Providence reparations group approves final recommendations

THE PROVIDENCE MUNICIPAL Reparations Commission on Monday approved a final report outlining a plan for racial reparations. Pictured is Mayor Jorge O. Elorza (center) announcing the executive order to create the commission. / COURTESY CITY OF PROVIDENCE

PROVIDENCE – Not only African and indigenous residents, but those who live in certain neighborhoods or make below a certain amount of money, regardless of race, stand to benefit from a sweeping set of programs and policies recommended by the Providence Municipal Reparations Commission.

The 13-member group on Monday approved a final report with an 11-point plan for how the city can identify and work to rectify the centuries of institutional and systemic discrimination. The 57-page report outlines a grand vision for how to not only make up for past harm, but create a future of equality for city residents of all races and income levels through access to housing, education, fair treatment under the law and business support.

Exactly how or when this action plan will unfold remains unclear; the city has allocated $10 million of its American Rescue Plan Act funds for reparations work, though Chairman Rodney Davis previously told PBN that significantly more funding – and action by other public and government groups – will be needed.

Davis on Monday praised the report as a “historical moment,” again acknowledging that it is not just up to Providence but the “38 other communities [in the state] to read this and respond with how they are making change in their own community.”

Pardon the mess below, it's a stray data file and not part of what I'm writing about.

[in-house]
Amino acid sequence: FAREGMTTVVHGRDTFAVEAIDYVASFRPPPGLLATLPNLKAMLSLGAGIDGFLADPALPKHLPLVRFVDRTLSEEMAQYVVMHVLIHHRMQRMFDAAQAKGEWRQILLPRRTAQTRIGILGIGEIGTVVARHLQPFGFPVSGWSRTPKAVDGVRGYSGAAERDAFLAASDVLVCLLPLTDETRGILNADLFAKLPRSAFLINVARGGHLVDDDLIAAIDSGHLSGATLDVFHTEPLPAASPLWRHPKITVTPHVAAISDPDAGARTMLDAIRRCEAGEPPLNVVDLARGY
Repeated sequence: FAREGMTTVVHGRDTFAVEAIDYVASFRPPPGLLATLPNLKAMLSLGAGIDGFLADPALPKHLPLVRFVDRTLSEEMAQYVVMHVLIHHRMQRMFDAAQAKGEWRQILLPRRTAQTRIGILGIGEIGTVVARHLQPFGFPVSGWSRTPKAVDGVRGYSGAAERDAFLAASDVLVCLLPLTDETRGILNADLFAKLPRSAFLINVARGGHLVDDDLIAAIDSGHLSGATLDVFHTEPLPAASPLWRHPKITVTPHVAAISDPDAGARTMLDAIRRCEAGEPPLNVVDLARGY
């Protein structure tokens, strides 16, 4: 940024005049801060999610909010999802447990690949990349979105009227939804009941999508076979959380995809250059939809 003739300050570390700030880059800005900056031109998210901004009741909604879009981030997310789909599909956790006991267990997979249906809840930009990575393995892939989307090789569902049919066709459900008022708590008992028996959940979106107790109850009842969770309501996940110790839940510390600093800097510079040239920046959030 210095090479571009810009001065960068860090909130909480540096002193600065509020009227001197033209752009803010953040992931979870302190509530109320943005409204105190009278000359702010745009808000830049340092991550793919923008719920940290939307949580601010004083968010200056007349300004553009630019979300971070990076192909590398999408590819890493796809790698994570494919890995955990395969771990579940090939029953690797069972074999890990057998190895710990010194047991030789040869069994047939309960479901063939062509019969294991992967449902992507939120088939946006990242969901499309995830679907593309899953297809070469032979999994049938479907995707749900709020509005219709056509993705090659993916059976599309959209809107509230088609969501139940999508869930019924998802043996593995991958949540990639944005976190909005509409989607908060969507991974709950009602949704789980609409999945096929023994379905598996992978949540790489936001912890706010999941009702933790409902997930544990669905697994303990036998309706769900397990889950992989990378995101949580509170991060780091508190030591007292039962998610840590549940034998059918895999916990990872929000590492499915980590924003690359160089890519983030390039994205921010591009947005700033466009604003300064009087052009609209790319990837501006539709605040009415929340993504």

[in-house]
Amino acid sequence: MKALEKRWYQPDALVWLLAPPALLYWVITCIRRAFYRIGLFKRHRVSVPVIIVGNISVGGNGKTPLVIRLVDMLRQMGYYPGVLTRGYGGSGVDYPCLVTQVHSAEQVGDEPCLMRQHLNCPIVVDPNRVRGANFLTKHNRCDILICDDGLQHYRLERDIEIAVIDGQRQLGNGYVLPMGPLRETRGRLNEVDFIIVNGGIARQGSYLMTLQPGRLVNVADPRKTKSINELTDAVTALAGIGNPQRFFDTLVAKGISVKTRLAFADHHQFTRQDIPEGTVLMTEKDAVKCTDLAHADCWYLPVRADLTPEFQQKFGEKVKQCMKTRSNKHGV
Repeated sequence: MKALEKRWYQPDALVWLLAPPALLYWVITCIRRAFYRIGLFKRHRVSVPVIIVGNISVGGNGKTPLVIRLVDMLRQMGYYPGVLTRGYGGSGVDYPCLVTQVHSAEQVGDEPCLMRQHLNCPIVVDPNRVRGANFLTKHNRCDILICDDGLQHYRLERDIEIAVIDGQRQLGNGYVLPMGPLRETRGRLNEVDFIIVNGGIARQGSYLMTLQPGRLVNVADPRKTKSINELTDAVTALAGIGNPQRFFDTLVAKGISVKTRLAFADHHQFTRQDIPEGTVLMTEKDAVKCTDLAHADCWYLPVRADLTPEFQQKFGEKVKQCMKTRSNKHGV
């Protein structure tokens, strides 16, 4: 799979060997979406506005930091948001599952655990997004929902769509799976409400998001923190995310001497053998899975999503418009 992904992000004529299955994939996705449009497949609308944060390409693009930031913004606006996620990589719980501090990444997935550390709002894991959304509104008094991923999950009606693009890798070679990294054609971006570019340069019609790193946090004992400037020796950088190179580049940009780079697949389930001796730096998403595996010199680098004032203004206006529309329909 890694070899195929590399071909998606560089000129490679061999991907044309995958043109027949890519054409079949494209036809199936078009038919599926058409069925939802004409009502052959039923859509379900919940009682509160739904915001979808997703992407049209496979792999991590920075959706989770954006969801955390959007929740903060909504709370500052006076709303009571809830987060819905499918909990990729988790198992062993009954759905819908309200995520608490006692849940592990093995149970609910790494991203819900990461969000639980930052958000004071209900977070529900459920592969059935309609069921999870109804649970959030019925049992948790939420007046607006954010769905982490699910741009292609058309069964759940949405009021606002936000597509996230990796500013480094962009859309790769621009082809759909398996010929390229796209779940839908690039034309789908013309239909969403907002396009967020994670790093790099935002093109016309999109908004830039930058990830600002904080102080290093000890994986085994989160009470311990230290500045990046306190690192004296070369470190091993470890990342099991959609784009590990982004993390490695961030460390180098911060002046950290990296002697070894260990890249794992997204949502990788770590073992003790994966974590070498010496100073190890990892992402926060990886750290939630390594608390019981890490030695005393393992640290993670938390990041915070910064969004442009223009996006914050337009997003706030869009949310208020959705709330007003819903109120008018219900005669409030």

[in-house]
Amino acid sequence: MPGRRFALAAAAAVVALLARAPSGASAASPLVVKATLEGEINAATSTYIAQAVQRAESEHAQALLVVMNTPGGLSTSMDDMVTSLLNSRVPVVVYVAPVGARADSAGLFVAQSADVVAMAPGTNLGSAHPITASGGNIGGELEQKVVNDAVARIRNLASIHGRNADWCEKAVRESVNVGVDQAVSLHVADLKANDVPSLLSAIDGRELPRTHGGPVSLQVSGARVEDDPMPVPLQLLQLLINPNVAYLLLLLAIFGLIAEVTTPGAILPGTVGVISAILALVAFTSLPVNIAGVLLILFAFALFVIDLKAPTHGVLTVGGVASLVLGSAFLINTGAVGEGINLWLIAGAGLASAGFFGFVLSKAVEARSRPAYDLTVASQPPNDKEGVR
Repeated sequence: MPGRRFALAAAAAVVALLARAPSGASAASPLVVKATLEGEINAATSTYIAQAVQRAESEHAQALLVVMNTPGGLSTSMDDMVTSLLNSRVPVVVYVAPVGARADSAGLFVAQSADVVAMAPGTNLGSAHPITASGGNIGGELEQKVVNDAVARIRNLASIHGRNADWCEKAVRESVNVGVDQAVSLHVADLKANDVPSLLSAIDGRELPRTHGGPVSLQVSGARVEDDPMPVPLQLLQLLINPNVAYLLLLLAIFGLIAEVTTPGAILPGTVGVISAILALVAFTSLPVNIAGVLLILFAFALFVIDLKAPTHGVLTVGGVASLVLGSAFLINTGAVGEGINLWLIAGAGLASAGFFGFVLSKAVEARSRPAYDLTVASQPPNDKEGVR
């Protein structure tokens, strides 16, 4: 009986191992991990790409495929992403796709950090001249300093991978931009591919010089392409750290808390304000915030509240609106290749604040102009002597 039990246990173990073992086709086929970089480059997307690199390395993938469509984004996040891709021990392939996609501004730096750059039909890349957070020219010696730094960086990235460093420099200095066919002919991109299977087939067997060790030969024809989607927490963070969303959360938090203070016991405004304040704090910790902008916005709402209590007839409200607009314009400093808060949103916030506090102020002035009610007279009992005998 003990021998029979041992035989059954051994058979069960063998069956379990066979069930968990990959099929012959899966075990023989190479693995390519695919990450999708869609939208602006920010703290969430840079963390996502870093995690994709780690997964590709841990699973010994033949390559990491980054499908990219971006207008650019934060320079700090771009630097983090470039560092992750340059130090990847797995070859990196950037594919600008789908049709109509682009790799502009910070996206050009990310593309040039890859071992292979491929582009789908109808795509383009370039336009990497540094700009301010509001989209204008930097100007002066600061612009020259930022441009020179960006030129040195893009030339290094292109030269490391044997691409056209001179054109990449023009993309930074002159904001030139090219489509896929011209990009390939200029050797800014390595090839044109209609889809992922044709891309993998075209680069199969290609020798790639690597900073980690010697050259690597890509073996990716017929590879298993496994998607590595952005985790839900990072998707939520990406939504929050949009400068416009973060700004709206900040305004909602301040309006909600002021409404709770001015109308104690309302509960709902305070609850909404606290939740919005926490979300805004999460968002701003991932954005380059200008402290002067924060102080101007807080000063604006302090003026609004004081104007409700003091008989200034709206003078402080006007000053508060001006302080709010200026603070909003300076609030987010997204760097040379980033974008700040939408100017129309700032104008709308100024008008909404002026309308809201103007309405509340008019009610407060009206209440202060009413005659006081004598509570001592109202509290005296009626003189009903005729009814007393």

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The recommendations will be submitted to the mayor and city council, who will develop and approve a more specific spending plan for the $10 million carveout of ARPA funds for the reparations program “very soon”, according to Theresa Agonia, a spokesperson for Mayor Jorge O. Elorza. 

The report comes two years after Elorza unveiled his plan for a three-part city reparations commission. Speaking to the commission on Monday, Elorza recalled how his vision was initially met with skepticism.

“The immediate feedback we received was all the reasons why not to do it,” Elroza said. “Having worked through this process, we have 30 pages now of why to do this. We have come such a long way.”

In accordance with the federal guidelines for ARPA funds, the report identifies groups eligible to benefit from its recommended programs to include Indigenous and African heritage people as well as those in certain neighborhoods – known as qualified census tracts – that were disproportionately impacted by the pandemic. Low-income residents are also eligible, with preference to those who earn less than 30% of the area median income, which would be $20,300 for one person or $29,000 for a family of four under 2022 federal guidelines.

Traditionally, reparations are associated with direct financial payments to marginalized groups, but the report does not mention anything about these kinds of payments. Instead, it calls for policies and programs that can build wealth through homeownership, financial literacy, workforce and business training. Also on the business front, the report suggests creating a commercial land bank program to buy properties for use by African and Indigenous business owners and groups, and establishing neighborhood incubators with business and education services. 

There are also changes aimed at improving the racial bias in the criminal justice system, in education and cultural institutions as well as representation in city government.

The full report is available on the city website.

Nancy Lavin is a PBN staff writer. You may reach her at

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